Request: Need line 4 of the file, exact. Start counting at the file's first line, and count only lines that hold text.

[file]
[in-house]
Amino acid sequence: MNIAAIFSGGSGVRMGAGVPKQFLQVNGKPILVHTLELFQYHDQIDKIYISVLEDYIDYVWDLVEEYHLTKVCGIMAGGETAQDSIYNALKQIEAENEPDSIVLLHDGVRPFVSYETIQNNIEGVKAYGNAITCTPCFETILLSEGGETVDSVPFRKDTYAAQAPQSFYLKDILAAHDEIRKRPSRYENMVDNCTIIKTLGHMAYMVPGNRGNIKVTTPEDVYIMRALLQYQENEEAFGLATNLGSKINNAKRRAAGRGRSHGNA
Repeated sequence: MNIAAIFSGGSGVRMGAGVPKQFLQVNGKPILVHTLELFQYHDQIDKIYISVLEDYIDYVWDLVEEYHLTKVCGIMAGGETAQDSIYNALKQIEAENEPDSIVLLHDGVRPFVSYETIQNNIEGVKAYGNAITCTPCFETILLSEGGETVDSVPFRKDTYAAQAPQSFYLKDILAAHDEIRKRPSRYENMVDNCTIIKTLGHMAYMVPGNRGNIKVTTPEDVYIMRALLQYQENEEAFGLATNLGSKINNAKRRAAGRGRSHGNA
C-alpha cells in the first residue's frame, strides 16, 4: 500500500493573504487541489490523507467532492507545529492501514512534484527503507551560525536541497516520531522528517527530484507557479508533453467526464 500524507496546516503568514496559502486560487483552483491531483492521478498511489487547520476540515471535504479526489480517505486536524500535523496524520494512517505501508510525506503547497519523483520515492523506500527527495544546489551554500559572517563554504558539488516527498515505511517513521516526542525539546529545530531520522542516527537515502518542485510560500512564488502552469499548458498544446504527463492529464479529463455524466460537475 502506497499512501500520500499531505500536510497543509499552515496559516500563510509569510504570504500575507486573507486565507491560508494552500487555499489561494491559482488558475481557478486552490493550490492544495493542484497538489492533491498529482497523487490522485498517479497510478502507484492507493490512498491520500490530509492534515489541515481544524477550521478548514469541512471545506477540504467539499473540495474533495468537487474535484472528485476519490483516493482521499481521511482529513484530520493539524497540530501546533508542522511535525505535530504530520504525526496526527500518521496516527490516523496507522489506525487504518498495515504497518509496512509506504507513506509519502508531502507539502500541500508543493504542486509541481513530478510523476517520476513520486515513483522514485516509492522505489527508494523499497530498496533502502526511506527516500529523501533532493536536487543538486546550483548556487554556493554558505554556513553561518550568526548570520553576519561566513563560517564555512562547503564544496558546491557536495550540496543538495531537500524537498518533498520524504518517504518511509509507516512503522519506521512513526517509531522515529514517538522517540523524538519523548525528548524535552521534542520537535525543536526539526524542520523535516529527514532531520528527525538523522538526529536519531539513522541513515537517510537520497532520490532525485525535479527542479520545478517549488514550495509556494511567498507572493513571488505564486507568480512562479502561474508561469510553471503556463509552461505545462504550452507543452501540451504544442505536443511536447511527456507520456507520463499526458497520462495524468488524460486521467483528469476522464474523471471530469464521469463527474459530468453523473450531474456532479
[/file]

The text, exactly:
C-alpha cells in the first residue's frame, strides 16, 4: 500500500493573504487541489490523507467532492507545529492501514512534484527503507551560525536541497516520531522528517527530484507557479508533453467526464 500524507496546516503568514496559502486560487483552483491531483492521478498511489487547520476540515471535504479526489480517505486536524500535523496524520494512517505501508510525506503547497519523483520515492523506500527527495544546489551554500559572517563554504558539488516527498515505511517513521516526542525539546529545530531520522542516527537515502518542485510560500512564488502552469499548458498544446504527463492529464479529463455524466460537475 502506497499512501500520500499531505500536510497543509499552515496559516500563510509569510504570504500575507486573507486565507491560508494552500487555499489561494491559482488558475481557478486552490493550490492544495493542484497538489492533491498529482497523487490522485498517479497510478502507484492507493490512498491520500490530509492534515489541515481544524477550521478548514469541512471545506477540504467539499473540495474533495468537487474535484472528485476519490483516493482521499481521511482529513484530520493539524497540530501546533508542522511535525505535530504530520504525526496526527500518521496516527490516523496507522489506525487504518498495515504497518509496512509506504507513506509519502508531502507539502500541500508543493504542486509541481513530478510523476517520476513520486515513483522514485516509492522505489527508494523499497530498496533502502526511506527516500529523501533532493536536487543538486546550483548556487554556493554558505554556513553561518550568526548570520553576519561566513563560517564555512562547503564544496558546491557536495550540496543538495531537500524537498518533498520524504518517504518511509509507516512503522519506521512513526517509531522515529514517538522517540523524538519523548525528548524535552521534542520537535525543536526539526524542520523535516529527514532531520528527525538523522538526529536519531539513522541513515537517510537520497532520490532525485525535479527542479520545478517549488514550495509556494511567498507572493513571488505564486507568480512562479502561474508561469510553471503556463509552461505545462504550452507543452501540451504544442505536443511536447511527456507520456507520463499526458497520462495524468488524460486521467483528469476522464474523471471530469464521469463527474459530468453523473450531474456532479